A day off

Saturday was a day off for most of us. The Community Development volunteers were executing their practicum project in Tetovo so the TEFL people decided to go support them. They were cleaning up a park. The park was very small.  But when we were done, we celebrated. (not too good at the video function of my camera yet)

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Then we did what people do when they live in a village and get turned loose in a large city! We went shopping. I was looking for nice candy to give my host family when I go to visit next week (apparently something frequently done here) . Stacie, on the other hand wanted to go to the second hand store. We discovered these little gems for a grand total of 99 den each ($2.00). So now I have to have my yellow jacket and shoes sent to me! I just knew I should have packed them!

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The divas of Dobroshtë

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Tick, tick, tick

The days are rapidly ticking down until we swear in.  So many things happening and so much joy in my life. Weather is beautiful, people are beautiful and loving and I have such an amazing family. It will be hard to leave them in a couple of weeks but I am buoyed by the knowledge that it will only get better and better as the days continue to fly past.

This past week I did my practicum at a satellite school in the district. It was in a village about 2 miles away (which by the way is only about 5 miles from the border with Kosovo) called Odri. My first challenge was transportation. Not a problem, my co-teacher Elgadaf assured me. Just come with Shqipe. She is at this school every day. (Many of the teachers regularly rotate to the various satellite schools). Well, first of all, I don’t know Shqipe but I do know where the bus stop is. I’m just not sure I will know which bus/van is the one that takes me to Odri. Fortunately, Teuta (the school director’s wife and an English teacher) called me Sunday night and said, oh, just come to the school  here in town and either Rexhep or I will take you to Odri. Phew! I will watch carefully, in case I need to walk. Get to the school and Elgadaf is waiting for me and we walk into first class I will be observing and suddenly I’m teaching. Yikes–today is supposed to be observation only. The tough part is that the schools here teach British English meaning can and can for ability and permission; have got; trainers not sneakers; lorries not trucks. So if I talk funny when I return it is because of this. At the end of the day we had to plan for the next day and I didn’t get back to my village until 15.00. But oops, language class had started at 14.00. Needless to say it was a very long day and I was quite hungry at the end of the day.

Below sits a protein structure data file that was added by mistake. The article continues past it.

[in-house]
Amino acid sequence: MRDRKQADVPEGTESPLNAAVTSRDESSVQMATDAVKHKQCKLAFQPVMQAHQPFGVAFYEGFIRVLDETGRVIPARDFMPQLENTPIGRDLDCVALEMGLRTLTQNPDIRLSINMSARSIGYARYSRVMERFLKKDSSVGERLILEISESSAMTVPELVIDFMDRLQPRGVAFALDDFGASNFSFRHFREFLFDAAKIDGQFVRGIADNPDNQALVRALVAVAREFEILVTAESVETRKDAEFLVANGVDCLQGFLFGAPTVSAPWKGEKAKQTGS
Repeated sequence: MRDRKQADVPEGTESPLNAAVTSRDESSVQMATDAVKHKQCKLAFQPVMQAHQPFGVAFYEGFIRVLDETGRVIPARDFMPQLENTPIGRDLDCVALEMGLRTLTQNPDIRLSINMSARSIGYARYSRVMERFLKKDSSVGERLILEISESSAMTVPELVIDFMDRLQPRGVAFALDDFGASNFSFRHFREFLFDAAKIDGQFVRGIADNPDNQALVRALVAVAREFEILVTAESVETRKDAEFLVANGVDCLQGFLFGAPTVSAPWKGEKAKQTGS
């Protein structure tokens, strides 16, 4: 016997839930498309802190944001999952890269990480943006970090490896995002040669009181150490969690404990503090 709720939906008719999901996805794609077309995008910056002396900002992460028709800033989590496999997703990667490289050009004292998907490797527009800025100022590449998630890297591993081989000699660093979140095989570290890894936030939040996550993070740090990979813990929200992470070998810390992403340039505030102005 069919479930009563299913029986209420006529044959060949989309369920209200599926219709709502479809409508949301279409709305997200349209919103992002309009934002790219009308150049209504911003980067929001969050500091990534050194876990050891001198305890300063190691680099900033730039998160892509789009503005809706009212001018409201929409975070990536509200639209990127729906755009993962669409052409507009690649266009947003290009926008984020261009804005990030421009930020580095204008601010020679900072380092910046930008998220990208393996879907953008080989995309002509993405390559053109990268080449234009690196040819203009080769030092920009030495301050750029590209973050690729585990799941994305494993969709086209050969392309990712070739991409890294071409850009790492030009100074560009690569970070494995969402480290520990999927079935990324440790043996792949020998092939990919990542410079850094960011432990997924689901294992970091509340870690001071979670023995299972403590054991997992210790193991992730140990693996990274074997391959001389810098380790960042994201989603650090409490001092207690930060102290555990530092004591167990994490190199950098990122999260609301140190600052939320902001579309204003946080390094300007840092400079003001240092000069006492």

Tuesday was a much easier day but I did have to navigate the transportation system. Fortunately as I waited for the bus for forty five minutes, (no one gave me a time) a couple of people showed up for the bus that I recognized. Shqipe was  one of them along with the host father of one of my site mates. (I met Shqipe at the school the day before and it turns out she is a cousin of my family.) We got to school right at 08.00. Did I mention school starts at 08.00? Seems to be pretty traditional that teachers do not enter the classroom for about 2-3 minutes after the bell rings. That means you really only get about 35 minutes of instruction. At the end of the day–which was much earlier, Elgadaf has to dash off as he has a class to teach in Tetovo but manages to get a ride for me back to Dobroshtë before he leaves. He also tells me to plan whatever I want for the next day and then just tell him what I want him to do since the PC observers were coming to watch the next day.  Things went relatively well other than the fact that the kids were totally unresponsive because of extra people in the room. They thought they were inspectors from the Ministry of Education.  By the end of the week, I had my teaching mojo back on and felt good about getting back into the classroom–except for that British English thing. That will take some getting used to.

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First Grade Girls
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First Grade Boys
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5th grade class

As you can tell from these photos, the classrooms are bare bones and not well heated. But the students are generally well behaved and eager to learn. Most of the classes I worked in had a couple of learning disabled students. It was good that they are mainstreamed, but there was no differentiation done for those students. That is something I hope to be able to do when I reach my permanent site.

Schools in Macedonia are markedly different from our modern schoolhouse but the children are essentially the same. They love to play, they thrive on learning and they copy each other’s homework! They do a lot of grammar translation work and it was funny to be checking the homework and see the same exact words on paper after paper. Not sure they always knew what they were reading and writing so I made it a point to stop continually and say, “What is a rookie?  How did they get to the tram station?” At least check some basic comprehension and then act things out. The first graders were hysterical when Elgadaf and I danced to their color song. Don’t think they had seen anything like it.